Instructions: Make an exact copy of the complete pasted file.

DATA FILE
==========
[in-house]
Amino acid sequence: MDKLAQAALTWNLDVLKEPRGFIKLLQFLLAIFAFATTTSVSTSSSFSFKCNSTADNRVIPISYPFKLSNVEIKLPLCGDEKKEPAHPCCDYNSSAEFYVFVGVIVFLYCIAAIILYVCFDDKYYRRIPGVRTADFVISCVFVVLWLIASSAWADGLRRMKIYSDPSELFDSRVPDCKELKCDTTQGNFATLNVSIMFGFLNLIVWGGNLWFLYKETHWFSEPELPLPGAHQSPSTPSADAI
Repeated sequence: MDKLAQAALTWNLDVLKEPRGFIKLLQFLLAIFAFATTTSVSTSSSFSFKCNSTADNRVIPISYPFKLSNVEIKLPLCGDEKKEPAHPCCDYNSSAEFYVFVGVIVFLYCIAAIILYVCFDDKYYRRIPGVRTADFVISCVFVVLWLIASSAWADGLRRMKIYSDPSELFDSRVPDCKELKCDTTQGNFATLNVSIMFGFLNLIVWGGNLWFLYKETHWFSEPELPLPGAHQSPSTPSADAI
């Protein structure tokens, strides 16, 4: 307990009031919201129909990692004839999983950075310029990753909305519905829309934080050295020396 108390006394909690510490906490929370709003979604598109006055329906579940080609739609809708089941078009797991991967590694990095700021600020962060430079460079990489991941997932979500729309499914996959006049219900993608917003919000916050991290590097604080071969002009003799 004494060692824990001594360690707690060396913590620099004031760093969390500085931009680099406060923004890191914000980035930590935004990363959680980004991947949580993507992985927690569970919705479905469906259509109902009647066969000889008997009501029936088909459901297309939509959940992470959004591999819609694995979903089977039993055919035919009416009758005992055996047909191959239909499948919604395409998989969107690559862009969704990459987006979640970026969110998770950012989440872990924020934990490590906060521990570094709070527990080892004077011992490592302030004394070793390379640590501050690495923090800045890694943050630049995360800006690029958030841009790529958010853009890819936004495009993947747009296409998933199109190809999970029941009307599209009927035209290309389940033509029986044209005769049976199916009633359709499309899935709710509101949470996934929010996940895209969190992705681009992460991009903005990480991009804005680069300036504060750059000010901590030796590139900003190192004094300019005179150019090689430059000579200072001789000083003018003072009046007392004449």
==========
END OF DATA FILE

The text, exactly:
[in-house]
Amino acid sequence: MDKLAQAALTWNLDVLKEPRGFIKLLQFLLAIFAFATTTSVSTSSSFSFKCNSTADNRVIPISYPFKLSNVEIKLPLCGDEKKEPAHPCCDYNSSAEFYVFVGVIVFLYCIAAIILYVCFDDKYYRRIPGVRTADFVISCVFVVLWLIASSAWADGLRRMKIYSDPSELFDSRVPDCKELKCDTTQGNFATLNVSIMFGFLNLIVWGGNLWFLYKETHWFSEPELPLPGAHQSPSTPSADAI
Repeated sequence: MDKLAQAALTWNLDVLKEPRGFIKLLQFLLAIFAFATTTSVSTSSSFSFKCNSTADNRVIPISYPFKLSNVEIKLPLCGDEKKEPAHPCCDYNSSAEFYVFVGVIVFLYCIAAIILYVCFDDKYYRRIPGVRTADFVISCVFVVLWLIASSAWADGLRRMKIYSDPSELFDSRVPDCKELKCDTTQGNFATLNVSIMFGFLNLIVWGGNLWFLYKETHWFSEPELPLPGAHQSPSTPSADAI
């Protein structure tokens, strides 16, 4: 307990009031919201129909990692004839999983950075310029990753909305519905829309934080050295020396 108390006394909690510490906490929370709003979604598109006055329906579940080609739609809708089941078009797991991967590694990095700021600020962060430079460079990489991941997932979500729309499914996959006049219900993608917003919000916050991290590097604080071969002009003799 004494060692824990001594360690707690060396913590620099004031760093969390500085931009680099406060923004890191914000980035930590935004990363959680980004991947949580993507992985927690569970919705479905469906259509109902009647066969000889008997009501029936088909459901297309939509959940992470959004591999819609694995979903089977039993055919035919009416009758005992055996047909191959239909499948919604395409998989969107690559862009969704990459987006979640970026969110998770950012989440872990924020934990490590906060521990570094709070527990080892004077011992490592302030004394070793390379640590501050690495923090800045890694943050630049995360800006690029958030841009790529958010853009890819936004495009993947747009296409998933199109190809999970029941009307599209009927035209290309389940033509029986044209005769049976199916009633359709499309899935709710509101949470996934929010996940895209969190992705681009992460991009903005990480991009804005680069300036504060750059000010901590030796590139900003190192004094300019005179150019090689430059000579200072001789000083003018003072009046007392004449």